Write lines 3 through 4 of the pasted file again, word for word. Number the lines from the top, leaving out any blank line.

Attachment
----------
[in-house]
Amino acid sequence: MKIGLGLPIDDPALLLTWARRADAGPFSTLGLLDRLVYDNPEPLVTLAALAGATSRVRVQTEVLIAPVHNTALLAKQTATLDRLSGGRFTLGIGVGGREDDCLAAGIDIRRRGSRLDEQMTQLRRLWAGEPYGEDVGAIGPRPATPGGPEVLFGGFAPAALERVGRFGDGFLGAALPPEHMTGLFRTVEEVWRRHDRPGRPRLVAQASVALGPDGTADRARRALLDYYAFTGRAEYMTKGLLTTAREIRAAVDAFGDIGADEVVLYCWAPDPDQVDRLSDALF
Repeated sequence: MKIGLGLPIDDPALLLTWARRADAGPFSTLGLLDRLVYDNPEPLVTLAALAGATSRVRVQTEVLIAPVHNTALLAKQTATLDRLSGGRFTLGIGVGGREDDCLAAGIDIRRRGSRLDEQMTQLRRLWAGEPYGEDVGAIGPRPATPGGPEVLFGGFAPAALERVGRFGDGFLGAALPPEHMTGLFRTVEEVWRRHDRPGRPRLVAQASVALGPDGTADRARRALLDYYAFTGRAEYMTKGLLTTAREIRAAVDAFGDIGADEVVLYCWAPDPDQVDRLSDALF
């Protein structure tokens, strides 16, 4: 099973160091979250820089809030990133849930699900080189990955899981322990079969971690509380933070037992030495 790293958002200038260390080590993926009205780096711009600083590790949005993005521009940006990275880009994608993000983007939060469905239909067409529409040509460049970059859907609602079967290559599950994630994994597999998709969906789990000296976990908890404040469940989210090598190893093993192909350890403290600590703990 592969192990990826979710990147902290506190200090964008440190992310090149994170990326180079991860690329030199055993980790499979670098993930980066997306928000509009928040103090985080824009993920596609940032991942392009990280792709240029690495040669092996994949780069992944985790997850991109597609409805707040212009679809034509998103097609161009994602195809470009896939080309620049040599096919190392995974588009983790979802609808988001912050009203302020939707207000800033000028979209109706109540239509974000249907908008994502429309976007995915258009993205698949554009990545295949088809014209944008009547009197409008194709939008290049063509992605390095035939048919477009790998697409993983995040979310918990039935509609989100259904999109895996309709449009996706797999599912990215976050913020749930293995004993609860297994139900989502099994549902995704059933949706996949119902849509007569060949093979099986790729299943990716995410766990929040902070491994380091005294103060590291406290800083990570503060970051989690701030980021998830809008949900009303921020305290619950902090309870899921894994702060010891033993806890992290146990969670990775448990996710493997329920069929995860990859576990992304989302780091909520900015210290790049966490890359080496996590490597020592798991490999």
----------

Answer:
Repeated sequence: MKIGLGLPIDDPALLLTWARRADAGPFSTLGLLDRLVYDNPEPLVTLAALAGATSRVRVQTEVLIAPVHNTALLAKQTATLDRLSGGRFTLGIGVGGREDDCLAAGIDIRRRGSRLDEQMTQLRRLWAGEPYGEDVGAIGPRPATPGGPEVLFGGFAPAALERVGRFGDGFLGAALPPEHMTGLFRTVEEVWRRHDRPGRPRLVAQASVALGPDGTADRARRALLDYYAFTGRAEYMTKGLLTTAREIRAAVDAFGDIGADEVVLYCWAPDPDQVDRLSDALF
């Protein structure tokens, strides 16, 4: 099973160091979250820089809030990133849930699900080189990955899981322990079969971690509380933070037992030495 790293958002200038260390080590993926009205780096711009600083590790949005993005521009940006990275880009994608993000983007939060469905239909067409529409040509460049970059859907609602079967290559599950994630994994597999998709969906789990000296976990908890404040469940989210090598190893093993192909350890403290600590703990 592969192990990826979710990147902290506190200090964008440190992310090149994170990326180079991860690329030199055993980790499979670098993930980066997306928000509009928040103090985080824009993920596609940032991942392009990280792709240029690495040669092996994949780069992944985790997850991109597609409805707040212009679809034509998103097609161009994602195809470009896939080309620049040599096919190392995974588009983790979802609808988001912050009203302020939707207000800033000028979209109706109540239509974000249907908008994502429309976007995915258009993205698949554009990545295949088809014209944008009547009197409008194709939008290049063509992605390095035939048919477009790998697409993983995040979310918990039935509609989100259904999109895996309709449009996706797999599912990215976050913020749930293995004993609860297994139900989502099994549902995704059933949706996949119902849509007569060949093979099986790729299943990716995410766990929040902070491994380091005294103060590291406290800083990570503060970051989690701030980021998830809008949900009303921020305290619950902090309870899921894994702060010891033993806890992290146990969670990775448990996710493997329920069929995860990859576990992304989302780091909520900015210290790049966490890359080496996590490597020592798991490999």